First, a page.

TW Broadly, people in this festival [in the last two years] have looked at desire through the lens of sexuality — but they also have not. My artistic direction has put it very specifically; I really wanted to bring in that question of how money and desire weave together, and where the places of empowerment and disempowerment are around that. I’ve brought sex work to the fore in that. Doran also is interested in that. But we were very careful in the curating to broaden that out a lot. The pieces are not all about sex; but the pieces are all about desire. So there is breadth, but also that very specific thing that I’ve brought in.
In my piece, at Center for Sex and Culture on Saturday, there are nine people who are “charging,” they’re doing one-on-one performances with audiences. Basically, they’re facilitating you talking about your desire. But it’s not like straight sex work. It’s not like they’re going to meet your desire. They’re going to interrogate it with you and charge it up.
SFBG So “charge up” has a double entendre.
TW It’s got a double entendre, exactly. All of the chargers are sex workers. I identify as a sex-worker ally, and I identify in the space between performance and sex work. Those are my two communities. So this theme, the value of desire, somehow has those two together.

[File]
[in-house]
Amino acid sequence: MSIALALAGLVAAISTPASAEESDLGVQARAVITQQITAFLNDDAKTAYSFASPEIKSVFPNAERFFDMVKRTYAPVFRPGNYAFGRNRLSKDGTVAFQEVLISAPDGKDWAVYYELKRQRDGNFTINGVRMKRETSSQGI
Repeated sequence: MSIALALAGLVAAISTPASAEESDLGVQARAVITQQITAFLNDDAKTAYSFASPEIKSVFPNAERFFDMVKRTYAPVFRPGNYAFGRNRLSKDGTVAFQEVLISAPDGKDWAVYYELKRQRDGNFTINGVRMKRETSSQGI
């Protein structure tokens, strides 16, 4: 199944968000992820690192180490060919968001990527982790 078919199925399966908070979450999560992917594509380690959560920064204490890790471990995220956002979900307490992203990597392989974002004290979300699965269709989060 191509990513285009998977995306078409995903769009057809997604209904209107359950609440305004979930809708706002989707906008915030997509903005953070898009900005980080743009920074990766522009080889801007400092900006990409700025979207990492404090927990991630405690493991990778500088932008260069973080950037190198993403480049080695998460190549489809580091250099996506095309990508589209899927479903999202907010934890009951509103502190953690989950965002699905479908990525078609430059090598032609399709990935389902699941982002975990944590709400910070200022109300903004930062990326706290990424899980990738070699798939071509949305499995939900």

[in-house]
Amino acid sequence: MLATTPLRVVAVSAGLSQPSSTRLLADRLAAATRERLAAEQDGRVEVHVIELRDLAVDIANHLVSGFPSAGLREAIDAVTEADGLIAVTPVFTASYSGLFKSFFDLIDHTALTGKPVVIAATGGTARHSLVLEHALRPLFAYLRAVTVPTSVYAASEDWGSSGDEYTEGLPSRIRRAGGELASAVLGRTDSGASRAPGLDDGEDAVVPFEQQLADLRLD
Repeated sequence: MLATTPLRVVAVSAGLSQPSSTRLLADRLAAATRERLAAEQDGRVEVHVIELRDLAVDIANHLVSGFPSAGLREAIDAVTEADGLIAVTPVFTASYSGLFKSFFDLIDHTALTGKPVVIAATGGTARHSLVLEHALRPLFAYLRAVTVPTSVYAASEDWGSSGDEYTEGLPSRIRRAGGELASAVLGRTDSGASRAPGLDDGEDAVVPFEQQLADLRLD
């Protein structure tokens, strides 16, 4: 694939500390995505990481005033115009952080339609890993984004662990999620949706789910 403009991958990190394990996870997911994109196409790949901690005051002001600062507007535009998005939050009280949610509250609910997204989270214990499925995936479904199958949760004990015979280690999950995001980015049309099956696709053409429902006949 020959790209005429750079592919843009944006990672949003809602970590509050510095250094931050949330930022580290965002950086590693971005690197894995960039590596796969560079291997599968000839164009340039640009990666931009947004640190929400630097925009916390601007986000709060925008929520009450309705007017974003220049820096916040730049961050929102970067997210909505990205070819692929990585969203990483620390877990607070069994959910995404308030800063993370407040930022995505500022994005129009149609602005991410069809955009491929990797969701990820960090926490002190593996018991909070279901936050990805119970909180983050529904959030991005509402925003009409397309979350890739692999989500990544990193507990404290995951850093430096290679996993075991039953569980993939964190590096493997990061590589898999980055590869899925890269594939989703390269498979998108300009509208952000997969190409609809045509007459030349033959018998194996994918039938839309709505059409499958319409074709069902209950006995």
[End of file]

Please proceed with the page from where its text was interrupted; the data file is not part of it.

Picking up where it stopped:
SFBG Where do you see subversive or radical points of departure in the intersections of desire and economy?
TW People will take money and then use it for their subversive practices. So there’s that. Then there’s the fact that everybody is working for free to put this festival on. I think that adds a really interesting perspective to the conversation about how desire and money relate. Because the thing that’s really driven this festival is this passionate desire to put it on for its own sake. It defies any economic logic that any of us are working this hard. I mean, it’s ridiculous. I feel stupid how hard I’m working on this.